The family is modeled after Ōe’s, and the father, “K,” is an author. One of the things that makes the novel work well is the way the narration through the voice of the daughter gives us distance from “K,” and thus often gives us a sense that Ōe is critiquing himself as much as anyone. Indeed, this novel’s rejection of the idea that Eeyore’s life is a tragedy is a refreshing counter to the perspective on mental disability evinced in the two (decades older) stories in Teach Us that I noted with frustration in my post on that book. On top of this, through the reflections of the narrator and the people around her on her father’s “pinch” and his writing, the novel offers perspective on the relationship between writers, texts, and audiences, a relationship itself loosely tied to questions of faith (or lack of it) and death. There is a conceptual complexity and vigor to the novel that, unfortunately, I’m not entirely convinced is matched by the reading experience in the translation I read.

Saturday, June 4, 2011

The Bell

Not quite ten years ago now I read Iris Murdoch’s The Sea, the Sea (1978) and loved it. Since then, I’ve read her first novel, Under the Net (1954), and now The Bell (1958), and I’m finding it hard to get the same enchantment. In the case of Under the Net in particular, Murdoch seems to have just been writing a different (more comedic) kind of novel—I enjoyed it to an extent, but what I had loved about The Sea, the Sea was its depth as a not-wholly-reliable character study.

The Bell fits somewhere between the two: there is a third person distance that allows the narrator to slip between the minds of a few primary characters and offer a little mild comedy in the portrayal of the lay religious community at Imber, but there is a deeper philosophical interest that broadens out the minds of the three primary characters. The novel gives us entry to Imber by way of Dora, a woman unhappy in her marriage but nonetheless returning to her husband while he is immersed in Imber doing historical research with books at the Abbey that Imber organizes itself around. Another outsider, Toby Gashe, has chosen to visit Imber for the summer before he begins college at Oxford. And, to round out the primary trio, Michael Meade runs the lay community and owns the estate on which it exists. Murdoch uses the trio to meditate on sex and religion as interlinked but distinct issues. Dora feels pressure to play the role of the errant wife redeemed, while Michael struggles to reconcile his long-standing desire to become a priest with his equally long-standing desire to sleep with men. Toby is a sort of innocent who enjoys the world and his time at Imber until he gets wrapped up romantically with first Michael, then Dora.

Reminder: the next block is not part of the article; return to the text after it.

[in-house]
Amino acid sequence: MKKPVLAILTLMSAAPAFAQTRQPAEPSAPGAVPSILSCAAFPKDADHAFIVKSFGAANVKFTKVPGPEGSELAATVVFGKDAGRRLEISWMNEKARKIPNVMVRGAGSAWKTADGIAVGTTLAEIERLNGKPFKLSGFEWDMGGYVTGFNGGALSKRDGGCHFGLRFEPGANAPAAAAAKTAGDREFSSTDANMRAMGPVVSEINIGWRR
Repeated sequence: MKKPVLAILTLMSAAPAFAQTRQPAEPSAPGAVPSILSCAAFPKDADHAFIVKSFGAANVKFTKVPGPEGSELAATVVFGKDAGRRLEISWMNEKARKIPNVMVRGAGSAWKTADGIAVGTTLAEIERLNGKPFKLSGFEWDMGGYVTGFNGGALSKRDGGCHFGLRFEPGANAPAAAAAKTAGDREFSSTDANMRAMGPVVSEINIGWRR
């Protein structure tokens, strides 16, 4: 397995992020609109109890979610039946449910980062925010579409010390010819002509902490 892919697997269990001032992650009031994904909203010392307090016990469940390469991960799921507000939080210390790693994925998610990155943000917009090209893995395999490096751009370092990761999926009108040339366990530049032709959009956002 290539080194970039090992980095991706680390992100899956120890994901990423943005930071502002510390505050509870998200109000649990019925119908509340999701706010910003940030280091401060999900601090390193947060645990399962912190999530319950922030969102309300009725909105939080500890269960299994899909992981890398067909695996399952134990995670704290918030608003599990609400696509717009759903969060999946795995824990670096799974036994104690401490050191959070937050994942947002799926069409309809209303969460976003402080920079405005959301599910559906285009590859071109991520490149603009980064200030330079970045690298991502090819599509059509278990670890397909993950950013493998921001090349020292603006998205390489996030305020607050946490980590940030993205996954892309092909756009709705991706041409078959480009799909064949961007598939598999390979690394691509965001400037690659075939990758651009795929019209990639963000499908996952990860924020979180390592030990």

As I read, I kept finding myself frustrated that I found several things simply unbelievable. Michael is the most convincing of the lot in the portrayal of the kind of conflict between religion and sex that plagues him; he is the kind of old school gay character that some contemporary readers might dislike because his story doesn’t end in a triumphant coming out, but whose confusion and uncertain ending reflect tensions that many gay people still live with. A central problem is Toby: a lot of the psychological tension of the plot revolves around his sudden entry into the world of sexual desire. His confusion and fumbling once that happens work well enough, but it is really very hard to imagine someone his age not already being very more aware of desire than he is early in the novel. He is just a little too naïve and carefree to be believable.

I found the particular ways in which Dora’s drama acted out equally unconvincing. Dora, it is established early on, is given to sudden acts of generosity, and it seems to be one of her few saving graces except that it is also what apparently leads her to make key “mistakes.” It is unclear to me how we are supposed to read this. On one side, the community (and far more her husband) frowns on her behavior in a way that comes across as stifling. However, the climactic action of the novel (I won’t reveal it here) turns around one of her moments of inspiration and desire to surprise others, and the overwhelming idea that everyone in the novel seems to accept—and Dora seems to come to realize—is that it is a huge mistake that will embarrass the community at Imber, which it in fact ends up doing. I felt like I was missing something here: Dora’s plan, while it seems unlikely to work, does not actually seem to me like something that would embarrass anyone. Indeed, if she pulled it off it could be quite impressive, and even failing it would end with a revelation that would likely excite everyone involved. Sure, people’s sense of impropriety can be irrational, but it usually has some tie to culture and class that I can’t identify here.

The novel does have its moments: many of the interior monologues of the characters are compelling, and there are scenes—like Toby’s encounter with a nun, Dora’s walk with Michael, and the group’s walk to check the bird traps—that are beautifully executed. Still, overall the motivations and characterizations driving the plot seemed every-so-slightly askew, and that often kept me from really jumping into the text.